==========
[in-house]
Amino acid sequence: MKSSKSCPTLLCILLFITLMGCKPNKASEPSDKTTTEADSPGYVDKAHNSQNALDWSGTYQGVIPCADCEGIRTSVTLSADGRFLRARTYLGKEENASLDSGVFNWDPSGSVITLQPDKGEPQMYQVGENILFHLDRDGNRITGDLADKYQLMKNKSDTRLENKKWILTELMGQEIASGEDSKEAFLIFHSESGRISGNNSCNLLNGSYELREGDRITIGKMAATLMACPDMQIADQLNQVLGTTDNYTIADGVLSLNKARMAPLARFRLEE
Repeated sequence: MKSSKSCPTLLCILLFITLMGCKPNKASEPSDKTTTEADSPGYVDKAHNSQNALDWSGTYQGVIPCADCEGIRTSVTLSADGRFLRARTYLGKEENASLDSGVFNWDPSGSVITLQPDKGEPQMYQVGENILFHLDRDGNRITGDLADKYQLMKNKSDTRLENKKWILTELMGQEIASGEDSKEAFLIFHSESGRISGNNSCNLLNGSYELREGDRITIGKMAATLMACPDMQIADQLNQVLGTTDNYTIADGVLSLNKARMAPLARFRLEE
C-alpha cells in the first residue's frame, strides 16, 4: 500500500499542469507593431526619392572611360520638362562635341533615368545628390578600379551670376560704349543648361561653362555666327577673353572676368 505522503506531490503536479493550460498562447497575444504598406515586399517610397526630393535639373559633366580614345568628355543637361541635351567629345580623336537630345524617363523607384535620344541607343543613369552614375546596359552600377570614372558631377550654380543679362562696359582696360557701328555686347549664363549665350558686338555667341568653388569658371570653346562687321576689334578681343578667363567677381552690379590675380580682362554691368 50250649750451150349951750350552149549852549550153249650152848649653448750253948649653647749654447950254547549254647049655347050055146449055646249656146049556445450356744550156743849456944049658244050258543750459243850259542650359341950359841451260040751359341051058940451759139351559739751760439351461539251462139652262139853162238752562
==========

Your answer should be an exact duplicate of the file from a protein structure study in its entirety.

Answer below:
[in-house]
Amino acid sequence: MKSSKSCPTLLCILLFITLMGCKPNKASEPSDKTTTEADSPGYVDKAHNSQNALDWSGTYQGVIPCADCEGIRTSVTLSADGRFLRARTYLGKEENASLDSGVFNWDPSGSVITLQPDKGEPQMYQVGENILFHLDRDGNRITGDLADKYQLMKNKSDTRLENKKWILTELMGQEIASGEDSKEAFLIFHSESGRISGNNSCNLLNGSYELREGDRITIGKMAATLMACPDMQIADQLNQVLGTTDNYTIADGVLSLNKARMAPLARFRLEE
Repeated sequence: MKSSKSCPTLLCILLFITLMGCKPNKASEPSDKTTTEADSPGYVDKAHNSQNALDWSGTYQGVIPCADCEGIRTSVTLSADGRFLRARTYLGKEENASLDSGVFNWDPSGSVITLQPDKGEPQMYQVGENILFHLDRDGNRITGDLADKYQLMKNKSDTRLENKKWILTELMGQEIASGEDSKEAFLIFHSESGRISGNNSCNLLNGSYELREGDRITIGKMAATLMACPDMQIADQLNQVLGTTDNYTIADGVLSLNKARMAPLARFRLEE
C-alpha cells in the first residue's frame, strides 16, 4: 500500500499542469507593431526619392572611360520638362562635341533615368545628390578600379551670376560704349543648361561653362555666327577673353572676368 505522503506531490503536479493550460498562447497575444504598406515586399517610397526630393535639373559633366580614345568628355543637361541635351567629345580623336537630345524617363523607384535620344541607343543613369552614375546596359552600377570614372558631377550654380543679362562696359582696360557701328555686347549664363549665350558686338555667341568653388569658371570653346562687321576689334578681343578667363567677381552690379590675380580682362554691368 50250649750451150349951750350552149549852549550153249650152848649653448750253948649653647749654447950254547549254647049655347050055146449055646249656146049556445450356744550156743849456944049658244050258543750459243850259542650359341950359841451260040751359341051058940451759139351559739751760439351461539251462139652262139853162238752562